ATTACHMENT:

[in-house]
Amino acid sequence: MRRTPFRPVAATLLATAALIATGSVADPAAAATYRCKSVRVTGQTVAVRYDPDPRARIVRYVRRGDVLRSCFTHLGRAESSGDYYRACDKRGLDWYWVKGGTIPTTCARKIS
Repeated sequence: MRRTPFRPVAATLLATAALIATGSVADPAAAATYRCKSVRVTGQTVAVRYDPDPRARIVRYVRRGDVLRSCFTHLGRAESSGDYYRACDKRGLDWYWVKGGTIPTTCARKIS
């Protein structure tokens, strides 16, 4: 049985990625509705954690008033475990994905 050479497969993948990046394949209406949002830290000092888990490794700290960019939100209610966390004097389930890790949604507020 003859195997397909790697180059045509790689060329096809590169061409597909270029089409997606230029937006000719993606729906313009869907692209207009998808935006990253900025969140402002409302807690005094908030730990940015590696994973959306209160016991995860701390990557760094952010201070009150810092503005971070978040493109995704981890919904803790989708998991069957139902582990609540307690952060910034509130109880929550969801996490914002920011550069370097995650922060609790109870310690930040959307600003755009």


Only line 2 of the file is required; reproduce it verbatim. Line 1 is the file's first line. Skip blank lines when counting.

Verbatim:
Amino acid sequence: MRRTPFRPVAATLLATAALIATGSVADPAAAATYRCKSVRVTGQTVAVRYDPDPRARIVRYVRRGDVLRSCFTHLGRAESSGDYYRACDKRGLDWYWVKGGTIPTTCARKIS